We also really liked Stiefvater’s use of Latin through the books which made it different and interesting. Strangely this did not distract from the story, despite us having to look up the meanings, since not all of them were obvious. The style of writing makes the books more than just the story, which for us, as always, provided the likeability factor. A series one can truly be absorbed in.
Deep within the forest near the town of Fairfold there is a glass casket with a beautiful horned boy sleeping in it. Hazel and her brother Ben along with their friends and generations of Fairfolders before them have been fascinated by him and dreamt of breaking him out. This boy is very much a part of the town’s life and also brings in tourists who come to Fairfold not only to see him but also because the town is known to have a connection with the Fae. Holly Black‘s ‘The Darkest Part of the Forest’ is a dark and layered fantasy in which the modern world of today with its technology overlaps with the tricksy and beguiling world of faeries.
The people of Fairfold are on the one hand living and working regular lives, using cell phones, the internet and watching Star Trek but they also remember to carry iron or rowan wood in their pockets and wear their socks inside out. The court of the Alderking overlaps the woods near the town and a pact keeps the residents of the town of Fairfold safe-ish. Not so the tourists, who are considered fair game.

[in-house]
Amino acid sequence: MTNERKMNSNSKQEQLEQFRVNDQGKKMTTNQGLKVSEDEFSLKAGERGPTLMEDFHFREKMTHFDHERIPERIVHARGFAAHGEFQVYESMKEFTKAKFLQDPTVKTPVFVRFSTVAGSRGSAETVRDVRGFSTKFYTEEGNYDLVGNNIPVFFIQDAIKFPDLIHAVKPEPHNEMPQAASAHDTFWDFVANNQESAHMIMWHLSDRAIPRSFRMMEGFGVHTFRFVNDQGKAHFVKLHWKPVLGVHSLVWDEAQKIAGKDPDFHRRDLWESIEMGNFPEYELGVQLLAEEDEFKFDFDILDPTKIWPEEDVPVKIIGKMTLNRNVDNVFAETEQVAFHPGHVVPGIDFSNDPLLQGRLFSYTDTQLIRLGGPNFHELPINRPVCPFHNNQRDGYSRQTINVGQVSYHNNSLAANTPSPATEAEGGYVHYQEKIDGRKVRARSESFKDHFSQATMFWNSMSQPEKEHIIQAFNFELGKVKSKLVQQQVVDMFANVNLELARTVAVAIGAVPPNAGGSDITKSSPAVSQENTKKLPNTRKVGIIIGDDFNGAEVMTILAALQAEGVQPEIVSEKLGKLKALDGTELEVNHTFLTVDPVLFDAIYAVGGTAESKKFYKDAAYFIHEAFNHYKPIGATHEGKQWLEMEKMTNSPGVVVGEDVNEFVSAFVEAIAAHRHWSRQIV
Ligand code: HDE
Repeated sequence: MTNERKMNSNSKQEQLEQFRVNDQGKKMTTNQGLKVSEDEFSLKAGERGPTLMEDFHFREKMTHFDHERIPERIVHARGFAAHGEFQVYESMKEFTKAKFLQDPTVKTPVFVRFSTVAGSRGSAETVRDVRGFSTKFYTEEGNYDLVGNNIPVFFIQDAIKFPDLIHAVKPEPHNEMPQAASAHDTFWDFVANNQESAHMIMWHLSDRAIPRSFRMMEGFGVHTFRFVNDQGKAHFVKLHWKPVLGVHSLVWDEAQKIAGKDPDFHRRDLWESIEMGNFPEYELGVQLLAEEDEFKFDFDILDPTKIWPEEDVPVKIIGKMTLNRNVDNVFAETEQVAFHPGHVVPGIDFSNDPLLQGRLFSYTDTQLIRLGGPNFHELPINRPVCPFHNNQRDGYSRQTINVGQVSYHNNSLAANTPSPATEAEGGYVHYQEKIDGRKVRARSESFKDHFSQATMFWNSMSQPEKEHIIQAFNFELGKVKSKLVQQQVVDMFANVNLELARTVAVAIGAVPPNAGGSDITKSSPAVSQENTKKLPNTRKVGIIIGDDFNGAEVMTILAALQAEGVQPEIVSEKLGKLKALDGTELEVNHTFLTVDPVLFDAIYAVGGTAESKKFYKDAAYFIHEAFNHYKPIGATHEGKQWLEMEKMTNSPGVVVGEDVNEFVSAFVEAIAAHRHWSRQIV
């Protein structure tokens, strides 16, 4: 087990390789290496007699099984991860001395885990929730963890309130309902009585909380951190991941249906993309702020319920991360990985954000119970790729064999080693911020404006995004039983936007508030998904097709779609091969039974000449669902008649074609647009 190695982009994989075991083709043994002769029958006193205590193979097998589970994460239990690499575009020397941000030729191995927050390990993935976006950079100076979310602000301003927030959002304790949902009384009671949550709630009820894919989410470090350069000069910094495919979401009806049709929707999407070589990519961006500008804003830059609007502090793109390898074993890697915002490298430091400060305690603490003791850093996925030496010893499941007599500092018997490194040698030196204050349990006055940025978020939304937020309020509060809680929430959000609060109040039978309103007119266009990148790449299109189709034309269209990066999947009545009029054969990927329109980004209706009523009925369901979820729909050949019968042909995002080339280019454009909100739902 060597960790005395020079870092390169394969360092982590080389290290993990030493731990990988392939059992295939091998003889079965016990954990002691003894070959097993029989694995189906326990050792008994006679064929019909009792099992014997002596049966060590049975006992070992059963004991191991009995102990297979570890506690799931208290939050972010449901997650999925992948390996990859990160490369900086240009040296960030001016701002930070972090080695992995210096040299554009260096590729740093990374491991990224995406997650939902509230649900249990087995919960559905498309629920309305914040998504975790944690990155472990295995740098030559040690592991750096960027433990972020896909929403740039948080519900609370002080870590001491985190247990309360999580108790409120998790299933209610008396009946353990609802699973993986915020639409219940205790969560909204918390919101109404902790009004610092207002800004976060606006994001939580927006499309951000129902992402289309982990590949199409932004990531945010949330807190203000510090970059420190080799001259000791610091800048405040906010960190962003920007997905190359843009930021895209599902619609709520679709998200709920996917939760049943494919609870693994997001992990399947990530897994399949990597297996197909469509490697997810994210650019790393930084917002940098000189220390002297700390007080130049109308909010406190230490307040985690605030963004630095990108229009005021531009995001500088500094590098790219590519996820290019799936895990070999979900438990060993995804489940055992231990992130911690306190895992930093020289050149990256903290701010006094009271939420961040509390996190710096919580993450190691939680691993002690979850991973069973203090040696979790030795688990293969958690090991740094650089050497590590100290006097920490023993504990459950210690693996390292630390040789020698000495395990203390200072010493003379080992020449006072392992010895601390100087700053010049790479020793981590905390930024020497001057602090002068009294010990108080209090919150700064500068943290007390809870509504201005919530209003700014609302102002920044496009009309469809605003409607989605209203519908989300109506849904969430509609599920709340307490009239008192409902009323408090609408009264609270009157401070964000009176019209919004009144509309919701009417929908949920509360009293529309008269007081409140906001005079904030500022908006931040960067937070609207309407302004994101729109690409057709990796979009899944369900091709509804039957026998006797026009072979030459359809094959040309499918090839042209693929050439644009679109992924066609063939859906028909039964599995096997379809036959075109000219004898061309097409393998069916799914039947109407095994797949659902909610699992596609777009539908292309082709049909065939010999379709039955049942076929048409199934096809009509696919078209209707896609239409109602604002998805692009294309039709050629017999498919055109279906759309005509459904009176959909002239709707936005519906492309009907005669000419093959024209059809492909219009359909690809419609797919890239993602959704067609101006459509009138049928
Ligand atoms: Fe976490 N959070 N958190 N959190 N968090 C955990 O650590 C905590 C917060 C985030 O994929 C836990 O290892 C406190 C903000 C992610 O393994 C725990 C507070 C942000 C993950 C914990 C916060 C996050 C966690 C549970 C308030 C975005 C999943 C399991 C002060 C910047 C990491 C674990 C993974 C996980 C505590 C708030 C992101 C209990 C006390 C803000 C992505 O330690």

As stories go, The Darkest Part of the Forest is dark and unsettling. Pact or no pact, the Fae are uncomfortable neighbours. Either they take the form of monsters or they are out to trick the unwary for their own fun. But this is also a book which is all about changing the narrative of fairy stories that one is brought up with and for us that was the best part about it.
(Spoilers ahead for those who haven’t read it.)
In the story it is the girl, Hazel, who takes on the mantle of saviour of everyone. Like a knight she feels compelled to fight the monsters and protect those around her. She is the one who frees the sleeping prince. But neither she nor the prince choose each other in the romantic sense. Instead the prince chooses the brother who has been in love with him right from the beginning. The story tells us that the knight does not have to be a man; the boy who you have been friends with all your life can be a prince; and despite all the human fascination with faeries and their world, it can go both ways – a faery child can choose to live a human life.